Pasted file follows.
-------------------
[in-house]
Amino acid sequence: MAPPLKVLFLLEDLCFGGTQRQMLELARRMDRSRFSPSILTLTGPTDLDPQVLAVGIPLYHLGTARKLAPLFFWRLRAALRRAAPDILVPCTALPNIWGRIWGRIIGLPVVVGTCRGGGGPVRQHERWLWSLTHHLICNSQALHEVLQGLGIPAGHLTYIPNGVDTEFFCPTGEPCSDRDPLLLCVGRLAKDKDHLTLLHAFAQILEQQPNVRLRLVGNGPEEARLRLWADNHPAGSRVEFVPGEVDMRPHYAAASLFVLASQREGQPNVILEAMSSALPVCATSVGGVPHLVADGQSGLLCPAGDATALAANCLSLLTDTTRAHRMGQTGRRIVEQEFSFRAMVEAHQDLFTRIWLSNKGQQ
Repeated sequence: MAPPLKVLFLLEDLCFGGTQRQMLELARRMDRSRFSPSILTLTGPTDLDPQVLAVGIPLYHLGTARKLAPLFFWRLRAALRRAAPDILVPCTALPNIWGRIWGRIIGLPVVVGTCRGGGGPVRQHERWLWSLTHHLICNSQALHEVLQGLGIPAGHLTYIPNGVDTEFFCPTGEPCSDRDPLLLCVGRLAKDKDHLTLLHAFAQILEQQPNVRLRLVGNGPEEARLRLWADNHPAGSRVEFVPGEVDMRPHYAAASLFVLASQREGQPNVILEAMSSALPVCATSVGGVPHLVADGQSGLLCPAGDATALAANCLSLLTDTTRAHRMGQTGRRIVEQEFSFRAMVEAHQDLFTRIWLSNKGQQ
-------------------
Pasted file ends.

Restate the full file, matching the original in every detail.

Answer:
[in-house]
Amino acid sequence: MAPPLKVLFLLEDLCFGGTQRQMLELARRMDRSRFSPSILTLTGPTDLDPQVLAVGIPLYHLGTARKLAPLFFWRLRAALRRAAPDILVPCTALPNIWGRIWGRIIGLPVVVGTCRGGGGPVRQHERWLWSLTHHLICNSQALHEVLQGLGIPAGHLTYIPNGVDTEFFCPTGEPCSDRDPLLLCVGRLAKDKDHLTLLHAFAQILEQQPNVRLRLVGNGPEEARLRLWADNHPAGSRVEFVPGEVDMRPHYAAASLFVLASQREGQPNVILEAMSSALPVCATSVGGVPHLVADGQSGLLCPAGDATALAANCLSLLTDTTRAHRMGQTGRRIVEQEFSFRAMVEAHQDLFTRIWLSNKGQQ
Repeated sequence: MAPPLKVLFLLEDLCFGGTQRQMLELARRMDRSRFSPSILTLTGPTDLDPQVLAVGIPLYHLGTARKLAPLFFWRLRAALRRAAPDILVPCTALPNIWGRIWGRIIGLPVVVGTCRGGGGPVRQHERWLWSLTHHLICNSQALHEVLQGLGIPAGHLTYIPNGVDTEFFCPTGEPCSDRDPLLLCVGRLAKDKDHLTLLHAFAQILEQQPNVRLRLVGNGPEEARLRLWADNHPAGSRVEFVPGEVDMRPHYAAASLFVLASQREGQPNVILEAMSSALPVCATSVGGVPHLVADGQSGLLCPAGDATALAANCLSLLTDTTRAHRMGQTGRRIVEQEFSFRAMVEAHQDLFTRIWLSNKGQQ